Have you ever thought that blogging stops you from working on other projects? Sometimes, you need to focus on other areas of your business, like promoting affiliate launches, creating your own products, or attending a conference. And other times, you just need a break. But how can you find the time to do so if you’re supposed to create weekly content for your blog and social media? Even more so when the list of blogging tasks isn’t getting any shorter now that we also have to be video content creators!
Planning and working ahead to schedule your blog and social media posts is the only way to keep your blog running while you focus on something else – or while you’re lying on the beach, your call! Whatever you want to do with your blogging-free month, let’s divide into phases the tasks that we need to get done:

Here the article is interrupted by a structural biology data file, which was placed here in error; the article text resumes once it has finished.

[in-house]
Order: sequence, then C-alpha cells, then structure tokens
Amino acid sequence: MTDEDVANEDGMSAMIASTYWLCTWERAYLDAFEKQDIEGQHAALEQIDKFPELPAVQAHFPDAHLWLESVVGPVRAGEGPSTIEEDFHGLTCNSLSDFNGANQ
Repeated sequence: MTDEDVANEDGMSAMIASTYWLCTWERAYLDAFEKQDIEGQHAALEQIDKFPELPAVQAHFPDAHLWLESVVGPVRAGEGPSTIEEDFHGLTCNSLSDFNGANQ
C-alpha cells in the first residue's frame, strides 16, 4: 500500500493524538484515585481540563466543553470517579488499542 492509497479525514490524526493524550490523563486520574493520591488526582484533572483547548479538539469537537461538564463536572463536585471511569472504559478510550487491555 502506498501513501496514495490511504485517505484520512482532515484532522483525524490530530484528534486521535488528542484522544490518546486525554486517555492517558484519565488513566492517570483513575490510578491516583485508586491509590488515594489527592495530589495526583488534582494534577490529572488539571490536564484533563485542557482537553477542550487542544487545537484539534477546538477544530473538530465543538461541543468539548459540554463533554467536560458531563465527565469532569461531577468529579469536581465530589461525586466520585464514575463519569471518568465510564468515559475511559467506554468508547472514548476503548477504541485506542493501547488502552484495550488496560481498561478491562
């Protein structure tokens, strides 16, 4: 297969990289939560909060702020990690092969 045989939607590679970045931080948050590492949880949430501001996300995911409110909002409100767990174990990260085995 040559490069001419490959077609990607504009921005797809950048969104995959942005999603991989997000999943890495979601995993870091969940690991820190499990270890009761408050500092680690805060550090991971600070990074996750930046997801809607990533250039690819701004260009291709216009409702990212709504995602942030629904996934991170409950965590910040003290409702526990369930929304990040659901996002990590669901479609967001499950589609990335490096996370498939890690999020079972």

- Planning Phase
- Brainstorming Phase
- Content Creation Phase
- Image Selection & Scheduling Phase
- Newsletter Phase
1. Planning Phase
>> In this phase, you will plan all those tasks you want to schedule, so make a list of anything you need to get done. It is extremely important that you focus on the most important areas of your blog, so. This means that you will need to set time aside for your blog posts, your social media accounts, your weekly email, and any other tasks that are important for your niche. If you run a photography or travel blog, taking pictures will probably be more important than any other task, so make sure you focus on that!
>> Then, write down when you will work on them, and make sure to block the time slots in your calendar or planner.
2. Brainstorming Phase